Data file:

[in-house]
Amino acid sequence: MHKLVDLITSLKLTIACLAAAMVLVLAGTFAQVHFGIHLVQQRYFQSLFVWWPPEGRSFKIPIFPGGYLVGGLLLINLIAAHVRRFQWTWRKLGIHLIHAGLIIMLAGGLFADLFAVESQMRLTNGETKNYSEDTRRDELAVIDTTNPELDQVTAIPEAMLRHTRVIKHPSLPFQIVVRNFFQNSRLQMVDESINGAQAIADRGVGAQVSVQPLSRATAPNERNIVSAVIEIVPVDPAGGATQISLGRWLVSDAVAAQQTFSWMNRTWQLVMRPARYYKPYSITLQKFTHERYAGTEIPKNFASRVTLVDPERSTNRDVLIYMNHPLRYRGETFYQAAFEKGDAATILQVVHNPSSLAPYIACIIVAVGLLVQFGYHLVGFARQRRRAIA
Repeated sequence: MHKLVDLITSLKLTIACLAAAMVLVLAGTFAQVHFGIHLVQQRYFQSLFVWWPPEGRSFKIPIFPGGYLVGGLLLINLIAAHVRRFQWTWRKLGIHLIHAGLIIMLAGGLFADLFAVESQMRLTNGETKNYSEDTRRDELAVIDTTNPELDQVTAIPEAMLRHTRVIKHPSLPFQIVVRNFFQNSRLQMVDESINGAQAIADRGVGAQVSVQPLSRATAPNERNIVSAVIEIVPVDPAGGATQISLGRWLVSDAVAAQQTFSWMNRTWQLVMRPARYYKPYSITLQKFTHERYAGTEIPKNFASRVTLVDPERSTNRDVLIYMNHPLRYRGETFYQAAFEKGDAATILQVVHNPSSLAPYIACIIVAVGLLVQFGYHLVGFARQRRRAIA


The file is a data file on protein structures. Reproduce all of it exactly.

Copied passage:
[in-house]
Amino acid sequence: MHKLVDLITSLKLTIACLAAAMVLVLAGTFAQVHFGIHLVQQRYFQSLFVWWPPEGRSFKIPIFPGGYLVGGLLLINLIAAHVRRFQWTWRKLGIHLIHAGLIIMLAGGLFADLFAVESQMRLTNGETKNYSEDTRRDELAVIDTTNPELDQVTAIPEAMLRHTRVIKHPSLPFQIVVRNFFQNSRLQMVDESINGAQAIADRGVGAQVSVQPLSRATAPNERNIVSAVIEIVPVDPAGGATQISLGRWLVSDAVAAQQTFSWMNRTWQLVMRPARYYKPYSITLQKFTHERYAGTEIPKNFASRVTLVDPERSTNRDVLIYMNHPLRYRGETFYQAAFEKGDAATILQVVHNPSSLAPYIACIIVAVGLLVQFGYHLVGFARQRRRAIA
Repeated sequence: MHKLVDLITSLKLTIACLAAAMVLVLAGTFAQVHFGIHLVQQRYFQSLFVWWPPEGRSFKIPIFPGGYLVGGLLLINLIAAHVRRFQWTWRKLGIHLIHAGLIIMLAGGLFADLFAVESQMRLTNGETKNYSEDTRRDELAVIDTTNPELDQVTAIPEAMLRHTRVIKHPSLPFQIVVRNFFQNSRLQMVDESINGAQAIADRGVGAQVSVQPLSRATAPNERNIVSAVIEIVPVDPAGGATQISLGRWLVSDAVAAQQTFSWMNRTWQLVMRPARYYKPYSITLQKFTHERYAGTEIPKNFASRVTLVDPERSTNRDVLIYMNHPLRYRGETFYQAAFEKGDAATILQVVHNPSSLAPYIACIIVAVGLLVQFGYHLVGFARQRRRAIA